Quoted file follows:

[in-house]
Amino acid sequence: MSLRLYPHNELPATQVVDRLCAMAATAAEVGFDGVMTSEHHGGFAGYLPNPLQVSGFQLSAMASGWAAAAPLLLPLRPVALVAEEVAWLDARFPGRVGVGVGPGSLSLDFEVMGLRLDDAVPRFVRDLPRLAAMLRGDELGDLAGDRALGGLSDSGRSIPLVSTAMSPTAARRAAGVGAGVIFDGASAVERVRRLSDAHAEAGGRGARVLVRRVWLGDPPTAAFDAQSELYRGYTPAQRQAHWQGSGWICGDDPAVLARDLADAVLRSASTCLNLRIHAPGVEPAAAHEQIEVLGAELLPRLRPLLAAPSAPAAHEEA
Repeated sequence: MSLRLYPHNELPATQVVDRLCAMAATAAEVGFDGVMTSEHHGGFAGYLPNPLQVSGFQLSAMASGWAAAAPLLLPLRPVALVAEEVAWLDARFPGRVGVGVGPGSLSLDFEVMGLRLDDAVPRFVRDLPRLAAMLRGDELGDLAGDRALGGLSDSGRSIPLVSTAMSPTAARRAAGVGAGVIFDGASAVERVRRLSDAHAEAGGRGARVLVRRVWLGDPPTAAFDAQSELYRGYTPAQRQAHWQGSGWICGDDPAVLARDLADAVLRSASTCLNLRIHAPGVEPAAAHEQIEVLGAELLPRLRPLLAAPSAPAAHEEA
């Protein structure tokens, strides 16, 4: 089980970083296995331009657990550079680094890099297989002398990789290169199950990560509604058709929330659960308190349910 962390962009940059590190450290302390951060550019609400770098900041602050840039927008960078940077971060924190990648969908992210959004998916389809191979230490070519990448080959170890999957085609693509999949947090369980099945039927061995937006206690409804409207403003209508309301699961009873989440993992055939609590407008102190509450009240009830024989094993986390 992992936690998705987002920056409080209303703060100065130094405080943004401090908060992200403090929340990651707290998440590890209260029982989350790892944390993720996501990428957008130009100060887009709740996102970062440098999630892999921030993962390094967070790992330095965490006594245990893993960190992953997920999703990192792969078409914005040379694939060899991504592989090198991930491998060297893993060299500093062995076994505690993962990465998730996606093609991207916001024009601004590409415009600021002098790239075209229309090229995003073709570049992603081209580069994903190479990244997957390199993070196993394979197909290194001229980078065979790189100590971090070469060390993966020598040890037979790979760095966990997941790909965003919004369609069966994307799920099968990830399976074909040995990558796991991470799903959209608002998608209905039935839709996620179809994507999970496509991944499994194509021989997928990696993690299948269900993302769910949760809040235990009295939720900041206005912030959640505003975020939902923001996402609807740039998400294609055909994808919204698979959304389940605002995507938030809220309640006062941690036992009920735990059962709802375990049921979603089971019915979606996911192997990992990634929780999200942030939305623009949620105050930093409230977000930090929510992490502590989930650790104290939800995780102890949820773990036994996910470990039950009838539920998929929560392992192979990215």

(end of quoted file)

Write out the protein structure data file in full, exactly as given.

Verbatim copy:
[in-house]
Amino acid sequence: MSLRLYPHNELPATQVVDRLCAMAATAAEVGFDGVMTSEHHGGFAGYLPNPLQVSGFQLSAMASGWAAAAPLLLPLRPVALVAEEVAWLDARFPGRVGVGVGPGSLSLDFEVMGLRLDDAVPRFVRDLPRLAAMLRGDELGDLAGDRALGGLSDSGRSIPLVSTAMSPTAARRAAGVGAGVIFDGASAVERVRRLSDAHAEAGGRGARVLVRRVWLGDPPTAAFDAQSELYRGYTPAQRQAHWQGSGWICGDDPAVLARDLADAVLRSASTCLNLRIHAPGVEPAAAHEQIEVLGAELLPRLRPLLAAPSAPAAHEEA
Repeated sequence: MSLRLYPHNELPATQVVDRLCAMAATAAEVGFDGVMTSEHHGGFAGYLPNPLQVSGFQLSAMASGWAAAAPLLLPLRPVALVAEEVAWLDARFPGRVGVGVGPGSLSLDFEVMGLRLDDAVPRFVRDLPRLAAMLRGDELGDLAGDRALGGLSDSGRSIPLVSTAMSPTAARRAAGVGAGVIFDGASAVERVRRLSDAHAEAGGRGARVLVRRVWLGDPPTAAFDAQSELYRGYTPAQRQAHWQGSGWICGDDPAVLARDLADAVLRSASTCLNLRIHAPGVEPAAAHEQIEVLGAELLPRLRPLLAAPSAPAAHEEA
């Protein structure tokens, strides 16, 4: 089980970083296995331009657990550079680094890099297989002398990789290169199950990560509604058709929330659960308190349910 962390962009940059590190450290302390951060550019609400770098900041602050840039927008960078940077971060924190990648969908992210959004998916389809191979230490070519990448080959170890999957085609693509999949947090369980099945039927061995937006206690409804409207403003209508309301699961009873989440993992055939609590407008102190509450009240009830024989094993986390 992992936690998705987002920056409080209303703060100065130094405080943004401090908060992200403090929340990651707290998440590890209260029982989350790892944390993720996501990428957008130009100060887009709740996102970062440098999630892999921030993962390094967070790992330095965490006594245990893993960190992953997920999703990192792969078409914005040379694939060899991504592989090198991930491998060297893993060299500093062995076994505690993962990465998730996606093609991207916001024009601004590409415009600021002098790239075209229309090229995003073709570049992603081209580069994903190479990244997957390199993070196993394979197909290194001229980078065979790189100590971090070469060390993966020598040890037979790979760095966990997941790909965003919004369609069966994307799920099968990830399976074909040995990558796991991470799903959209608002998608209905039935839709996620179809994507999970496509991944499994194509021989997928990696993690299948269900993302769910949760809040235990009295939720900041206005912030959640505003975020939902923001996402609807740039998400294609055909994808919204698979959304389940605002995507938030809220309640006062941690036992009920735990059962709802375990049921979603089971019915979606996911192997990992990634929780999200942030939305623009949620105050930093409230977000930090929510992490502590989930650790104290939800995780102890949820773990036994996910470990039950009838539920998929929560392992192979990215």